Magazine article New Statesman (1996)

Tofu with Everything -- a Deep-Fried Soybean Snack Is Better Than Chips. (Food)

Magazine article New Statesman (1996)

Tofu with Everything -- a Deep-Fried Soybean Snack Is Better Than Chips. (Food)

Article excerpt

Bean curd, or tofu, must be one of the most commonly reviled foods in Britain, often viewed with more disgust than frogs or snails. Not too long ago, the Observer Food Monthly nominated this protein-rich white curd as a "crime against food". Some people seem to hate its texture, its appearance and its taste, or lack of it.

Yet, as Alan Davidson writes, "tofu occupies a place in oriental cookery which corresponds to that of dairy products in other parts of the world". The transformation of soybeans into vegetarian quasi-cheese has been practised since at least the Middle Ages.

Among the South Koreans, that great footballing people, bean curd is not some quirky "ingredient" -- like smoked paprika, say, or monkfish tails -- but an indispensable category of food. In Japan, there are entire restaurants dedicated to tofu. In China, popular vendors are surrounded by eager customers ready to buy a healthy afternoon bowlful of soft, slippery bean curd, topped with peanuts and brown sugar, or almond essence and fruit or, in Chengdu, with chilli oil and Sichuan pepper.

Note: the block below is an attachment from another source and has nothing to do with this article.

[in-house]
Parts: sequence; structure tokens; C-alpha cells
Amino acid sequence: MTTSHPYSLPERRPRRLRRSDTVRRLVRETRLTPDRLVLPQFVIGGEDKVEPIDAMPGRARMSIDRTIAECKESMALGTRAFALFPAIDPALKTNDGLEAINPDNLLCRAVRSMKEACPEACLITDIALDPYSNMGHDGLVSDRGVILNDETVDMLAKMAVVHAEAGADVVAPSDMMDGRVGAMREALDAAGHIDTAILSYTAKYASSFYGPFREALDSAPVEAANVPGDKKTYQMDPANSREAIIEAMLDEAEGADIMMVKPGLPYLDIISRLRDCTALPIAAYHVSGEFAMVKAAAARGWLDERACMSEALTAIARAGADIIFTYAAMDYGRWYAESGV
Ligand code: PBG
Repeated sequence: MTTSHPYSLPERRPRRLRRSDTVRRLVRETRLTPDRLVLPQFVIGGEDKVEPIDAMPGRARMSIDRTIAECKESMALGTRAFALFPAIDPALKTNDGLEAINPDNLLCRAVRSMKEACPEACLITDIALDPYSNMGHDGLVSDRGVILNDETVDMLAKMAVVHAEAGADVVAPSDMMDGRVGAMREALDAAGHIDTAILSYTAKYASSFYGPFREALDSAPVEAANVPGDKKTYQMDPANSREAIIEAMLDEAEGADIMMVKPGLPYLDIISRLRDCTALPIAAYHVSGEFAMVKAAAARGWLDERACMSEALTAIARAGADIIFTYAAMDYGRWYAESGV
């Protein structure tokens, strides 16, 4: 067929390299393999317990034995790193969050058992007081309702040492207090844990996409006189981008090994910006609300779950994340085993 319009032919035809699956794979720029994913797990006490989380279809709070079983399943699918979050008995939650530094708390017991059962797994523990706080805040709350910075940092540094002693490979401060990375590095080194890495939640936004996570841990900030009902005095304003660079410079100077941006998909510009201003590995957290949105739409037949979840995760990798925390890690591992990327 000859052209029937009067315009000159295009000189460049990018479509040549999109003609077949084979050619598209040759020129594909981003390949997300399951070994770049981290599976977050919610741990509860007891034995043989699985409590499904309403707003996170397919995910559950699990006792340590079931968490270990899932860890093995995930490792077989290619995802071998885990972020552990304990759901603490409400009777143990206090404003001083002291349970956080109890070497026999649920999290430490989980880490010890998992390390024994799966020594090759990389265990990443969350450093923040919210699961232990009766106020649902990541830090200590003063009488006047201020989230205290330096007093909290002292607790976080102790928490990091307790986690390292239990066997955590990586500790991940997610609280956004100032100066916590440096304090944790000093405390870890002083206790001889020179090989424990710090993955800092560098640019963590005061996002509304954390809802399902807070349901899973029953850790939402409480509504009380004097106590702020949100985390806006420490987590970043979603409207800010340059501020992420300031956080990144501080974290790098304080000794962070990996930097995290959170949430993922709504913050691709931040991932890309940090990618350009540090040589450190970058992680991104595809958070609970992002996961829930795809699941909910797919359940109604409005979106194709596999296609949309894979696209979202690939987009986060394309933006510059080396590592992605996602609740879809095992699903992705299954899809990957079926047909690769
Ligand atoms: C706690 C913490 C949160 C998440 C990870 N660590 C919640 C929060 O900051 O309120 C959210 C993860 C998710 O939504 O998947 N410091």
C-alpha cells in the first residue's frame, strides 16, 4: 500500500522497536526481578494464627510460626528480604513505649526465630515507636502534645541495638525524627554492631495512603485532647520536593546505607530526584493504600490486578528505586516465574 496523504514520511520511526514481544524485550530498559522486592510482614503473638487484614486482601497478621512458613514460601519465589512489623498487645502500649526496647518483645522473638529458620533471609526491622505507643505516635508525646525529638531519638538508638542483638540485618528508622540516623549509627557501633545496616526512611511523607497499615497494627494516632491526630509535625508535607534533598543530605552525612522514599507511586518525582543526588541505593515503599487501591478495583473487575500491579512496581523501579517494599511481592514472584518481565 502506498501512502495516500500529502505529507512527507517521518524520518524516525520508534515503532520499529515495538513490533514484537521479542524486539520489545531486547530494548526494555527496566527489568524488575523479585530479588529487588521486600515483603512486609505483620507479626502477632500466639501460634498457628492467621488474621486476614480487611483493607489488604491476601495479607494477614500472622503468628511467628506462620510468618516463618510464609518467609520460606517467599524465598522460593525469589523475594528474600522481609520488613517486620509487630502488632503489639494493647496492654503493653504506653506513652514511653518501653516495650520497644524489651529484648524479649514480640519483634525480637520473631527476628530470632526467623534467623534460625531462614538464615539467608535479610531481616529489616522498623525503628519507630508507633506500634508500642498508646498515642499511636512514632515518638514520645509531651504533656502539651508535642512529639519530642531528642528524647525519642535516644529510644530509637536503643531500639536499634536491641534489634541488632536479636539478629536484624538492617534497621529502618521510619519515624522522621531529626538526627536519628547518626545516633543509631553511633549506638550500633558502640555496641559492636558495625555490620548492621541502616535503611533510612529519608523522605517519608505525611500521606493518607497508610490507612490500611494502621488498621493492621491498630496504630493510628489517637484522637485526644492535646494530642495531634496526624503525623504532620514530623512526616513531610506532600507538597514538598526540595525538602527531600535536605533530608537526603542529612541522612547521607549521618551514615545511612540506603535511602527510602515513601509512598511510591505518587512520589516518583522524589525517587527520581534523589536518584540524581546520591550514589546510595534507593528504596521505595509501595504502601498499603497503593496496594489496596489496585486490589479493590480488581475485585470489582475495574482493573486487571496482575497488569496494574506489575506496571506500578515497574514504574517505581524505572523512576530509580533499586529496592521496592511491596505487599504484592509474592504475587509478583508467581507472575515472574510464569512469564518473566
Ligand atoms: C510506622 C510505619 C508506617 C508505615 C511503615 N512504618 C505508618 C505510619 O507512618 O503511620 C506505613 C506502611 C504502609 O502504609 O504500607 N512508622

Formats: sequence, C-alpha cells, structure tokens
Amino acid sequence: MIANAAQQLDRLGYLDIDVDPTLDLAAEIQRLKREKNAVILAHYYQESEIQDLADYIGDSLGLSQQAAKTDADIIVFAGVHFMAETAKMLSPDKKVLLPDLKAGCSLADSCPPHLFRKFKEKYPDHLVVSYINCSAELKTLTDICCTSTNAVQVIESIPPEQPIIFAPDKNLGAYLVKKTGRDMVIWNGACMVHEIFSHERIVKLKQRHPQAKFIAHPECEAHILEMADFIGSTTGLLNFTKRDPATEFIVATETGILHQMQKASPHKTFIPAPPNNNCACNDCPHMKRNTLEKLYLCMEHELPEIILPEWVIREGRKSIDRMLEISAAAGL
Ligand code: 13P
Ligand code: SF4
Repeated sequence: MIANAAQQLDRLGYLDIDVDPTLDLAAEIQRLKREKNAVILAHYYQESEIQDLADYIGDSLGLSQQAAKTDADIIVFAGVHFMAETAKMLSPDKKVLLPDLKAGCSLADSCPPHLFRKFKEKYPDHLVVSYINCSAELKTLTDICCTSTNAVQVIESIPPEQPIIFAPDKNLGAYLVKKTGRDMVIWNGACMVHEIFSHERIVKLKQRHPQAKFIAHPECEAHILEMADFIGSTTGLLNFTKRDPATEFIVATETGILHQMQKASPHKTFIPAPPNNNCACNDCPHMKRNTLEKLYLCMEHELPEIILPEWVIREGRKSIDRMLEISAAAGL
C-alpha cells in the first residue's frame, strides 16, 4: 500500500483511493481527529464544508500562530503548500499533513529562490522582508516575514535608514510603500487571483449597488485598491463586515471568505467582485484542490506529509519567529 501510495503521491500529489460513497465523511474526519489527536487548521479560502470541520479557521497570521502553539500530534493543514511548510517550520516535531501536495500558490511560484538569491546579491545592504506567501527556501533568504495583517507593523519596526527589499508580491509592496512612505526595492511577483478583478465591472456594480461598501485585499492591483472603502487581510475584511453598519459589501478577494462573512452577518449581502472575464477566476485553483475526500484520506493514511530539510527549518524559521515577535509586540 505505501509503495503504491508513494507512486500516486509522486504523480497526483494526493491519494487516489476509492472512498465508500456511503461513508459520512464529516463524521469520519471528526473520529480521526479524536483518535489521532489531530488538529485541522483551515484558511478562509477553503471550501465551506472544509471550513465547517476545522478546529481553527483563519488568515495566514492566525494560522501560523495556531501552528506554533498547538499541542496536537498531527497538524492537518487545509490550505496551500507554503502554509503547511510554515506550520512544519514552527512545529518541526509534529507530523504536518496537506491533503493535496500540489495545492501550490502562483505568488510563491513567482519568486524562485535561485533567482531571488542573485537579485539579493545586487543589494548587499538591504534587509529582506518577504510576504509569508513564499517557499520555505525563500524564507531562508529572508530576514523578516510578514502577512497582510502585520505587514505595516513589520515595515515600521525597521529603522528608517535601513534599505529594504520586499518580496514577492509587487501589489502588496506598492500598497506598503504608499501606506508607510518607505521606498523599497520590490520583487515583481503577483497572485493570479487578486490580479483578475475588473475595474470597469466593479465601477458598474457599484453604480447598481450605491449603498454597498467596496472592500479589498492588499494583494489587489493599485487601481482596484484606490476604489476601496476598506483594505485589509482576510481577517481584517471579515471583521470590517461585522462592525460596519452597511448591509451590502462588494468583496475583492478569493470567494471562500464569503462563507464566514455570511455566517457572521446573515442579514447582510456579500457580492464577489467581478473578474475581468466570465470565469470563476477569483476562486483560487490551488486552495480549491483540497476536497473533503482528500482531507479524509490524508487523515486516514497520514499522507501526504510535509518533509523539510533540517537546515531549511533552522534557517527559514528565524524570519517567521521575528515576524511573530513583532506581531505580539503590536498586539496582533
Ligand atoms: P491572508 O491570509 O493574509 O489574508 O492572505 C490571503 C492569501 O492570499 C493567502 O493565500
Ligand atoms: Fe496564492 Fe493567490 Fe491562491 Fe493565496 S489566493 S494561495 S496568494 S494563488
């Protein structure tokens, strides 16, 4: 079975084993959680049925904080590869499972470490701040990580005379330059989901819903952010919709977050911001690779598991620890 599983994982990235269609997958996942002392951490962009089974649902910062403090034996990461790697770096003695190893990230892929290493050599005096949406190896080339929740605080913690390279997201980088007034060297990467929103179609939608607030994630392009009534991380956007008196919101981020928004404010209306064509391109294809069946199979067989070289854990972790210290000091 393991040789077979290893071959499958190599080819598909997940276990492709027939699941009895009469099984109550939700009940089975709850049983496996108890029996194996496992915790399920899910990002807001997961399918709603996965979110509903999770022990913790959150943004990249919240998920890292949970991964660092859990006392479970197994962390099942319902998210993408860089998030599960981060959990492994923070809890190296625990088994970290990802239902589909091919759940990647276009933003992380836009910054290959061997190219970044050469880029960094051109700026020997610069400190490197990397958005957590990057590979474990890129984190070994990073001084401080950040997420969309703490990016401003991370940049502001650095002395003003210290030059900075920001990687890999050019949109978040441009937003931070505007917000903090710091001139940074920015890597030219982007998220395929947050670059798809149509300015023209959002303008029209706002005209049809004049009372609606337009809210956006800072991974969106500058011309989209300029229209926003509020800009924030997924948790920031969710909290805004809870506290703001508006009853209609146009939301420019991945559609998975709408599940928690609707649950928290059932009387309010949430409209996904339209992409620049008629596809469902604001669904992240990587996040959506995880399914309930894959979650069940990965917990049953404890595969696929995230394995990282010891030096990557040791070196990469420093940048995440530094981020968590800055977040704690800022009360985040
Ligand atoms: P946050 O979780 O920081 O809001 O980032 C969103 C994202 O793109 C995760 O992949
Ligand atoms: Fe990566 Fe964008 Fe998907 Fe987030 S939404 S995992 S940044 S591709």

I must admit that, until recently, I have always found bean curd to be pleasant enough, but nothing to rave about. This was before I discovered deep-fried tofu, one of the most moreish snacks imaginable, better than chips. Admittedly, if you are mainly interested in bean curd for its dour nutritional properties, then deep-frying may be missing the point. But for anyone who cares a little about pleasure, deep-frying is the point. Something magical happens when tofu hits hot oil in a wok. It puffs up, frills at the edges, crispens. The damp white squares suddenly go golden, but stay moist within, a bit like very delicious eggy bread, but somehow not greasy. After you've drained them, if you wait a little bit, until the burnished pieces are just cool enough to touch, then dip them in a little Kikkoman soy sauce, with some cucumber on the side, you have a truly perfect snack. …

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